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Learn Your Risk Factors  

 

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Medical Conditions that influence your risk:

High blood pressure: High blood pressure increases the heart's workload, causing the heart to thicken and become stiffer. It also increases your risk of stroke, heart attack, kidney failure and congestive heart failure.
High cholesterol: Excess cholesterol can lead to a buildup in the walls of the arteries including those in the heart. This can narrow the arteries and decrease blood flow to the heart, brain, kidneys, and other parts of the body. It is important to know your cholesterol levels so that you and your doctor can determine the best plan of action to lower your risk.
Diabetes: For adults who have diabetes, your risk of heart disease is two to four times higher than those who do not have diabetes. Talk to your doctor about ways to manage your diabetes.
 
 

Behavioral Factors that influence your risk:

Unhealthy diet: The food you eat (and the amount) can affect other risk factors: cholesterol, blood pressure, diabetes and overweight. Choose a diet that emphasizes intake of vegetables, fruits, and whole grains; includes low-fat dairy products, poultry, fish, legumes, non-tropical vegetable oils, and nuts; and limits intake of sweets, sugar-sweetened beverages, and red meats.
Physical Inactivity: An inactive lifestyle is a risk factor for coronary heart disease. Regular, moderate-to-vigorous physical activity helps prevent heart and blood vessel disease. Exercise can help control blood cholesterol, diabetes, and obesity, as well as help lower blood pressure in some people.
Overweight and obese: Excess weight increases the heart's work. It raises blood pressure, blood cholesterol, and triglyceride (tri-GLIS'er-ide) levels. It also lowers HDL ("good") cholesterol levels. By losing even as few as 10 to 20 pounds, you can lower the risk of heart disease.
Excess Alcohol: Drinking too much alcohol can raise blood pressure, cause heart failure, and lead to stroke. Women should have no more than 1 (one) drink daily and men should have no more than 2 (two) drinks daily **One drink is defined as 1-1/2 fluid ounces (fl oz) of 80-proof spirits (such as bourbon, Scotch, vodka, gin, etc.), 1 fl oz of 100-proof spirits, 4 fl oz of wine, or 12 fl oz of beer.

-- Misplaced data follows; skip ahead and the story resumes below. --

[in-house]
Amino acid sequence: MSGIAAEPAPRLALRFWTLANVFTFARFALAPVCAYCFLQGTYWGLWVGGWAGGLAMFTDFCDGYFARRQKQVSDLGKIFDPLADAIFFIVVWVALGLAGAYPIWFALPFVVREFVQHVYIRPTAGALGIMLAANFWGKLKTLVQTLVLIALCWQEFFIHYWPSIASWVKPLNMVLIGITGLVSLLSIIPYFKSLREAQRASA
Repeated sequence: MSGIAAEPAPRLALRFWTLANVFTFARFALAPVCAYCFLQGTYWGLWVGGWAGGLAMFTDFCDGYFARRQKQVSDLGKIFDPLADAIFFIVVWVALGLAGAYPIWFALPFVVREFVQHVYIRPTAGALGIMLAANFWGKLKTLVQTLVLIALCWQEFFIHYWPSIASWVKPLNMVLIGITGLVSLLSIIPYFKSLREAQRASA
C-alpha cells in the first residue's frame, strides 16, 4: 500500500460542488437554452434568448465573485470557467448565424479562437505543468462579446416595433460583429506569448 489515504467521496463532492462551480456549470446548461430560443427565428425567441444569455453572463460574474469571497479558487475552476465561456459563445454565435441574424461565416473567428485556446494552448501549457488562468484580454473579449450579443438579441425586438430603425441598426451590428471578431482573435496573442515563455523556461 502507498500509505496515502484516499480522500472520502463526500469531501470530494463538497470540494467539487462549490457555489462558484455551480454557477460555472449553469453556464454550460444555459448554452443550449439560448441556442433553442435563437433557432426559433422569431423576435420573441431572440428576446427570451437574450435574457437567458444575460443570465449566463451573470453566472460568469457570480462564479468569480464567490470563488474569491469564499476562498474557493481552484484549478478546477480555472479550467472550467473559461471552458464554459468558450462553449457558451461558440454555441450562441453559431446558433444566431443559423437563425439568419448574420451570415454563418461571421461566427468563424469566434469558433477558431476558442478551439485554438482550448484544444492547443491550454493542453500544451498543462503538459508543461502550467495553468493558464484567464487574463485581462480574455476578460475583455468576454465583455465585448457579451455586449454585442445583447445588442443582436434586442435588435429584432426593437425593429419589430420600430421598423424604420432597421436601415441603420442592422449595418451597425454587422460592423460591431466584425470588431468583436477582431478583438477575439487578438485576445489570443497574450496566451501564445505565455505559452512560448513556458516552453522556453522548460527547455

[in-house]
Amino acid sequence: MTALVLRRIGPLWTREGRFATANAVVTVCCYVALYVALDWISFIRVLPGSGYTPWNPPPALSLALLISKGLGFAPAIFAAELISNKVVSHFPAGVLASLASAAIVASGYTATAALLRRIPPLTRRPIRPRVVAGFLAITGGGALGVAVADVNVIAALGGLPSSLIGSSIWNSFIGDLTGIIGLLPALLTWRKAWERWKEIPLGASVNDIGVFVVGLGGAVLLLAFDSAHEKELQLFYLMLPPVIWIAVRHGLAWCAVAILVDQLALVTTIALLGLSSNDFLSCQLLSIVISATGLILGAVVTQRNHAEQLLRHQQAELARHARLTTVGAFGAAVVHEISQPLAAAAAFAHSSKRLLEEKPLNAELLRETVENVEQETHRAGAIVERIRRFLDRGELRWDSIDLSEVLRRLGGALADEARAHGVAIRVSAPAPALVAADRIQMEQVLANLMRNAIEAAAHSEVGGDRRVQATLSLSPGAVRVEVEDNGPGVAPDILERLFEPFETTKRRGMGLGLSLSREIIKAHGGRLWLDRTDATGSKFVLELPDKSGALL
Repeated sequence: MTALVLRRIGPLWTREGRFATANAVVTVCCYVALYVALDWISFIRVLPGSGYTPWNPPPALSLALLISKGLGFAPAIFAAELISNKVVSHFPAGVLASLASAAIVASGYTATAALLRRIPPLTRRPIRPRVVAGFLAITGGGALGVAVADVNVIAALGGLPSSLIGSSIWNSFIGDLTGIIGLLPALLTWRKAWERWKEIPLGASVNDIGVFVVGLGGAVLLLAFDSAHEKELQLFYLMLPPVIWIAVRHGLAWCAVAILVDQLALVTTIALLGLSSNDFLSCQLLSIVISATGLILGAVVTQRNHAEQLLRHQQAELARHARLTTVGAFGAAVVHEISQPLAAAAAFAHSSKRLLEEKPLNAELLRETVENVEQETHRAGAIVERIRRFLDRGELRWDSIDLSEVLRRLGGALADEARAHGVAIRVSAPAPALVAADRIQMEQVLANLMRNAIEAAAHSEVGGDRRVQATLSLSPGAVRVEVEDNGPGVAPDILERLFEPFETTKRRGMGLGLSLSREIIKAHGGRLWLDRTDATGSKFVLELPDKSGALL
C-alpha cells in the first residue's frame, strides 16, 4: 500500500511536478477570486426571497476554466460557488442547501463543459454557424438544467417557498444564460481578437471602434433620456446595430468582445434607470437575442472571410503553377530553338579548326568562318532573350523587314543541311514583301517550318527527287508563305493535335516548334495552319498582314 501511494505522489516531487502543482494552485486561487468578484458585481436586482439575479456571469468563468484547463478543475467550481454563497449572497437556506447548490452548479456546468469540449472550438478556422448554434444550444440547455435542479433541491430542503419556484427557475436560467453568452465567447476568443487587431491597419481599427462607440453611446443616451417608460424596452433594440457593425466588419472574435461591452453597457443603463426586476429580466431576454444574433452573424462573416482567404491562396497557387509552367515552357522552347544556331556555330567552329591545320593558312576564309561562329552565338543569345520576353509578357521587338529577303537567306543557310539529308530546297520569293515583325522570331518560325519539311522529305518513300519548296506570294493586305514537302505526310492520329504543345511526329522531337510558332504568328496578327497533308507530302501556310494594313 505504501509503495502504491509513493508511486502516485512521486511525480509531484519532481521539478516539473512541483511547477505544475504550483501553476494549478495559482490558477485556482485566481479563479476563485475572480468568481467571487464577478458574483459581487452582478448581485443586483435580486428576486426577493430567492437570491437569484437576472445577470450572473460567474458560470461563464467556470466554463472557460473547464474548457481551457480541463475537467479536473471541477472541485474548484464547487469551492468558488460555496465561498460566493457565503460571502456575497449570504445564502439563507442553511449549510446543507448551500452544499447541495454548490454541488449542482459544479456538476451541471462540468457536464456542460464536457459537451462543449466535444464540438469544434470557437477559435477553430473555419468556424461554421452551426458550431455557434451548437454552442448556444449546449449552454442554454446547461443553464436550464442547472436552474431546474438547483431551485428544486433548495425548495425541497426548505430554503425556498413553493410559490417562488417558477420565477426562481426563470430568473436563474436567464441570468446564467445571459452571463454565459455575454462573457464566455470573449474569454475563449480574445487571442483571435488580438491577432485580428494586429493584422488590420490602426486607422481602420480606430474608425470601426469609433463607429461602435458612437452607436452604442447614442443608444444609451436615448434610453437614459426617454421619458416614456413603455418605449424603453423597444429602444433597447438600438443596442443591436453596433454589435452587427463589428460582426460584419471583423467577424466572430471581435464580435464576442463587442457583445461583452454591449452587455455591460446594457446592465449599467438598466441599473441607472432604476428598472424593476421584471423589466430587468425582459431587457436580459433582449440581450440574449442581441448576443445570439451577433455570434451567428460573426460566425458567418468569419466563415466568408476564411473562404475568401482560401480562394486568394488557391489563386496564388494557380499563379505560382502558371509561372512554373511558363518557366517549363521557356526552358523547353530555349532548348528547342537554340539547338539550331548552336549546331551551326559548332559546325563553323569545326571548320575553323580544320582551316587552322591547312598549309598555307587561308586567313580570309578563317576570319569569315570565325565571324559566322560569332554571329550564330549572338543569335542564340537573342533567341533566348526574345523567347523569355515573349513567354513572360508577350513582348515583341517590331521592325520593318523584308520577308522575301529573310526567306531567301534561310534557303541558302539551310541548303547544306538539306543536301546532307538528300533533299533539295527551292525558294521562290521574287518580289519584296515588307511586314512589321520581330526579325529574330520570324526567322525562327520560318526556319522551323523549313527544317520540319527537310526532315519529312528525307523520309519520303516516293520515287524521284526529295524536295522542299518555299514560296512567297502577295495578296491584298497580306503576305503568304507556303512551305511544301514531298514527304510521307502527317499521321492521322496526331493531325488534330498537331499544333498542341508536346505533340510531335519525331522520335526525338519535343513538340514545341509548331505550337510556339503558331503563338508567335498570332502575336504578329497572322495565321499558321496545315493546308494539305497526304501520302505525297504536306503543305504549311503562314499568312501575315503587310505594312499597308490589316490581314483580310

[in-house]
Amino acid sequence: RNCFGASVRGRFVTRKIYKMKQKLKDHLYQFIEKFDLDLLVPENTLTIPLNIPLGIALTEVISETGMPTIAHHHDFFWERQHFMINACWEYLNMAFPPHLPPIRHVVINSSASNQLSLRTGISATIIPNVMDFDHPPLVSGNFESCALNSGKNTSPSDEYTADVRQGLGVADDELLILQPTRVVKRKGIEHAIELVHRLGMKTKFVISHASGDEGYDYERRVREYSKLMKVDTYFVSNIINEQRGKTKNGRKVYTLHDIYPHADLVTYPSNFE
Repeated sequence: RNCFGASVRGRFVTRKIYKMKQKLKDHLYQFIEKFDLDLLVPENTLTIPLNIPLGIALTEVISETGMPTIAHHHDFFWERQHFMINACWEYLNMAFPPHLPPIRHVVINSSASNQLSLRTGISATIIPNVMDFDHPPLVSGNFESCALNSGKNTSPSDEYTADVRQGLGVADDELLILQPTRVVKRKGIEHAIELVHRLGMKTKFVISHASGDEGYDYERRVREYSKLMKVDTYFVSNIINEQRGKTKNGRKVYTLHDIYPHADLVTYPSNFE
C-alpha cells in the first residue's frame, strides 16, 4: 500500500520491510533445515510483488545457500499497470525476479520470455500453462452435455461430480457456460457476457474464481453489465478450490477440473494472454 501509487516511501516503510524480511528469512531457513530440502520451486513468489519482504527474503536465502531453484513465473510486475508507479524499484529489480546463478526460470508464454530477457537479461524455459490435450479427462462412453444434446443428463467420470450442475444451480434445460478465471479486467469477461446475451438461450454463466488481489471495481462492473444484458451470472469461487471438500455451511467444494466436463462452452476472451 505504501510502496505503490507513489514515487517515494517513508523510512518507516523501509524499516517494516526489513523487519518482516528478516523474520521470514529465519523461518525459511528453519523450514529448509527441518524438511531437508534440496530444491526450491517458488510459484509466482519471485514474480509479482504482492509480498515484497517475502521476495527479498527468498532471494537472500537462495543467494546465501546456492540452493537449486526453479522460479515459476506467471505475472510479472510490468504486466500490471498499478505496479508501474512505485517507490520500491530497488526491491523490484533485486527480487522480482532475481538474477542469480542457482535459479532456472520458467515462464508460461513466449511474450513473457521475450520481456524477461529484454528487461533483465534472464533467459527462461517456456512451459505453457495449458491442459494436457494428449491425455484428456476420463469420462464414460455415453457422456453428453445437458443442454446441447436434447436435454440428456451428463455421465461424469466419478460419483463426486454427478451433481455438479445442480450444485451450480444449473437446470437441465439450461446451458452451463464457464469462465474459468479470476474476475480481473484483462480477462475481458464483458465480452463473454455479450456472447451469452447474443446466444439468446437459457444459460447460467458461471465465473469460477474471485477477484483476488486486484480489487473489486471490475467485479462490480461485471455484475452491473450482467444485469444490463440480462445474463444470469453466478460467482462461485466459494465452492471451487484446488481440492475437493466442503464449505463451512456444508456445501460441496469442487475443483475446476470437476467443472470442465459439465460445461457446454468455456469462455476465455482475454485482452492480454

Tobacco Use: It is the most preventable cause of premature death in the United States. It is also important to avoid other people’s smoke as well. In the United States, each year about 34,000 adults die from heart and blood vessel disease caused by other people's smoke. Call 1-800-QUIT-NOW (1-800-784-8669 if you are ready to quit.
Stress: Some scientists have noted a relationship between coronary heart disease risk and stress in a person's life, their health behaviors and socioeconomic status. These factors may affect established risk factors. For example, people under stress may overeat, start smoking, or smoke and drink more than they otherwise would.

 
 

Other factors that influence your risk:

Age: Heart disease prevalence increases with a person’s increasing age. Majority of people that die of heart disease are 65 years old and older.
Gender: Heart disease is the number one killer in both men and women. In Ohio in 2012, men had a significantly higher prevalence of heart disease (9.7 percent) than women (6.5 percent). Men also have a greater risk for heart attacks than women do, although, more women die from heart attacks than men.
Heredity, Including Race: Children of parents with heart disease are more likely to develop it themselves. Heart disease is the leading cause of death for people of most ethnicities in the United States, including African Americans, Hispanics, and whites. For American Indians or Alaska Natives and Asians or Pacific Islanders, heart disease is second only to cancer.

 

 

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Last Updated: 3/7/2017